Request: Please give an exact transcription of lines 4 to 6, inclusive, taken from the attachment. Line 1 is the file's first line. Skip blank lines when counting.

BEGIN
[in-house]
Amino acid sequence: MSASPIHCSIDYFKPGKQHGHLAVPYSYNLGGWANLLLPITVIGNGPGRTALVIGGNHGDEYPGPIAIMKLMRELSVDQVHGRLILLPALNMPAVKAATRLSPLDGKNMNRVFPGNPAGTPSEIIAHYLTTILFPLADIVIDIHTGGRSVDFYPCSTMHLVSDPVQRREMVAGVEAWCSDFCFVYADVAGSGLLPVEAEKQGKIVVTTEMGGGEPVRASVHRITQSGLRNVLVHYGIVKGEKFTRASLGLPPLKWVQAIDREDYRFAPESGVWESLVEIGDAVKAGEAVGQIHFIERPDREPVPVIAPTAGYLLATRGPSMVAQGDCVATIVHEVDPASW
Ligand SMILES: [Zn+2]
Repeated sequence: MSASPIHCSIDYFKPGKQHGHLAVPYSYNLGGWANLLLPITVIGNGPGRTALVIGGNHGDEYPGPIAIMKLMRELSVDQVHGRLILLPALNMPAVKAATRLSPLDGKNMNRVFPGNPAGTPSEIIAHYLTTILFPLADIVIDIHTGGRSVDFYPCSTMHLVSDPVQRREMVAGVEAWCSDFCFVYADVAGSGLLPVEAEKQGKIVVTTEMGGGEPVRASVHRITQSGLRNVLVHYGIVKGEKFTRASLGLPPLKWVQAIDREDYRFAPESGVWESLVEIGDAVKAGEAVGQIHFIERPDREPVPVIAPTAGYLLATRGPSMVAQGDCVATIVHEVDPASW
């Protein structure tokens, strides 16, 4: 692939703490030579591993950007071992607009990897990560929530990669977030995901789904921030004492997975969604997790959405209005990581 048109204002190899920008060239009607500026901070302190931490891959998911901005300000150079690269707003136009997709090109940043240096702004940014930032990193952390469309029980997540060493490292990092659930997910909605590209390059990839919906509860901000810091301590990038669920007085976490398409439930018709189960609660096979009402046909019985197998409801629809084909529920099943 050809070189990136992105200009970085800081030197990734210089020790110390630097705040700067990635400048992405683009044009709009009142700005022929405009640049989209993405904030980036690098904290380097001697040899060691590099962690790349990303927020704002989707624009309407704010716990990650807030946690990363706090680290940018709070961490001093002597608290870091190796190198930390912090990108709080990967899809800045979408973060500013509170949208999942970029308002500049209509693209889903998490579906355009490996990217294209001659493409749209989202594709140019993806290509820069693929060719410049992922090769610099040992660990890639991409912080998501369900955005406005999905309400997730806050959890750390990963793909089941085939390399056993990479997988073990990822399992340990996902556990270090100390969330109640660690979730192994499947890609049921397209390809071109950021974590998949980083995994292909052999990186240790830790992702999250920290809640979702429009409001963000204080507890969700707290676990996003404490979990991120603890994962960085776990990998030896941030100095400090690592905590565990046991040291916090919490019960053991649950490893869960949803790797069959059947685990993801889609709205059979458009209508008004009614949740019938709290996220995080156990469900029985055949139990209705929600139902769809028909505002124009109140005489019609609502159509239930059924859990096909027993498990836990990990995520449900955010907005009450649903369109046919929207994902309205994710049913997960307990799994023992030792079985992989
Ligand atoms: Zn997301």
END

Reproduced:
Repeated sequence: MSASPIHCSIDYFKPGKQHGHLAVPYSYNLGGWANLLLPITVIGNGPGRTALVIGGNHGDEYPGPIAIMKLMRELSVDQVHGRLILLPALNMPAVKAATRLSPLDGKNMNRVFPGNPAGTPSEIIAHYLTTILFPLADIVIDIHTGGRSVDFYPCSTMHLVSDPVQRREMVAGVEAWCSDFCFVYADVAGSGLLPVEAEKQGKIVVTTEMGGGEPVRASVHRITQSGLRNVLVHYGIVKGEKFTRASLGLPPLKWVQAIDREDYRFAPESGVWESLVEIGDAVKAGEAVGQIHFIERPDREPVPVIAPTAGYLLATRGPSMVAQGDCVATIVHEVDPASW
């Protein structure tokens, strides 16, 4: 692939703490030579591993950007071992607009990897990560929530990669977030995901789904921030004492997975969604997790959405209005990581 048109204002190899920008060239009607500026901070302190931490891959998911901005300000150079690269707003136009997709090109940043240096702004940014930032990193952390469309029980997540060493490292990092659930997910909605590209390059990839919906509860901000810091301590990038669920007085976490398409439930018709189960609660096979009402046909019985197998409801629809084909529920099943 050809070189990136992105200009970085800081030197990734210089020790110390630097705040700067990635400048992405683009044009709009009142700005022929405009640049989209993405904030980036690098904290380097001697040899060691590099962690790349990303927020704002989707624009309407704010716990990650807030946690990363706090680290940018709070961490001093002597608290870091190796190198930390912090990108709080990967899809800045979408973060500013509170949208999942970029308002500049209509693209889903998490579906355009490996990217294209001659493409749209989202594709140019993806290509820069693929060719410049992922090769610099040992660990890639991409912080998501369900955005406005999905309400997730806050959890750390990963793909089941085939390399056993990479997988073990990822399992340990996902556990270090100390969330109640660690979730192994499947890609049921397209390809071109950021974590998949980083995994292909052999990186240790830790992702999250920290809640979702429009409001963000204080507890969700707290676990996003404490979990991120603890994962960085776990990998030896941030100095400090690592905590565990046991040291916090919490019960053991649950490893869960949803790797069959059947685990993801889609709205059979458009209508008004009614949740019938709290996220995080156990469900029985055949139990209705929600139902769809028909505002124009109140005489019609609502159509239930059924859990096909027993498990836990990990995520449900955010907005009450649903369109046919929207994902309205994710049913997960307990799994023992030792079985992989
Ligand atoms: Zn997301």